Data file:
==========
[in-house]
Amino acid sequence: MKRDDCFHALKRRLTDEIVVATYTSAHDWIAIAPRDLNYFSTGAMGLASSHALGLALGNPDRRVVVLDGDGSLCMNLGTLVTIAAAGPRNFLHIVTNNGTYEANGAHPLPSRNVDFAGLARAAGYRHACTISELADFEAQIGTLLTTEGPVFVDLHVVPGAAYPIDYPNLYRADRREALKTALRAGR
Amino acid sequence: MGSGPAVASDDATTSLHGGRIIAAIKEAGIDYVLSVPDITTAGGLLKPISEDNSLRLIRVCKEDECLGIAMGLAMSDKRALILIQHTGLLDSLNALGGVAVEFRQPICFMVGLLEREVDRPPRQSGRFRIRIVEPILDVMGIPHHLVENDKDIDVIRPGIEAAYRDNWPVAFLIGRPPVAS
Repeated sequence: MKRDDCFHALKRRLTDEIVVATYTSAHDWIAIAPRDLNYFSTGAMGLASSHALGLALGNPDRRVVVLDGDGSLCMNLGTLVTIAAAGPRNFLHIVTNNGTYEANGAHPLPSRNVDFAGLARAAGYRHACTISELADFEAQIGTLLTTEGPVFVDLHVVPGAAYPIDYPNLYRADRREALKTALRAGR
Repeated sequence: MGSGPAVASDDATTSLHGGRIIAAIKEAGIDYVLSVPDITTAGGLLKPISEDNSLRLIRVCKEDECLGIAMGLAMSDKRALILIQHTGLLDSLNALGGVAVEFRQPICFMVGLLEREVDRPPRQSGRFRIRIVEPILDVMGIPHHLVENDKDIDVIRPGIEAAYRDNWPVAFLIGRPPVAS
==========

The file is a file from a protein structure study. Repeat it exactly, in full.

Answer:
[in-house]
Amino acid sequence: MKRDDCFHALKRRLTDEIVVATYTSAHDWIAIAPRDLNYFSTGAMGLASSHALGLALGNPDRRVVVLDGDGSLCMNLGTLVTIAAAGPRNFLHIVTNNGTYEANGAHPLPSRNVDFAGLARAAGYRHACTISELADFEAQIGTLLTTEGPVFVDLHVVPGAAYPIDYPNLYRADRREALKTALRAGR
Amino acid sequence: MGSGPAVASDDATTSLHGGRIIAAIKEAGIDYVLSVPDITTAGGLLKPISEDNSLRLIRVCKEDECLGIAMGLAMSDKRALILIQHTGLLDSLNALGGVAVEFRQPICFMVGLLEREVDRPPRQSGRFRIRIVEPILDVMGIPHHLVENDKDIDVIRPGIEAAYRDNWPVAFLIGRPPVAS
Repeated sequence: MKRDDCFHALKRRLTDEIVVATYTSAHDWIAIAPRDLNYFSTGAMGLASSHALGLALGNPDRRVVVLDGDGSLCMNLGTLVTIAAAGPRNFLHIVTNNGTYEANGAHPLPSRNVDFAGLARAAGYRHACTISELADFEAQIGTLLTTEGPVFVDLHVVPGAAYPIDYPNLYRADRREALKTALRAGR
Repeated sequence: MGSGPAVASDDATTSLHGGRIIAAIKEAGIDYVLSVPDITTAGGLLKPISEDNSLRLIRVCKEDECLGIAMGLAMSDKRALILIQHTGLLDSLNALGGVAVEFRQPICFMVGLLEREVDRPPRQSGRFRIRIVEPILDVMGIPHHLVENDKDIDVIRPGIEAAYRDNWPVAFLIGRPPVAS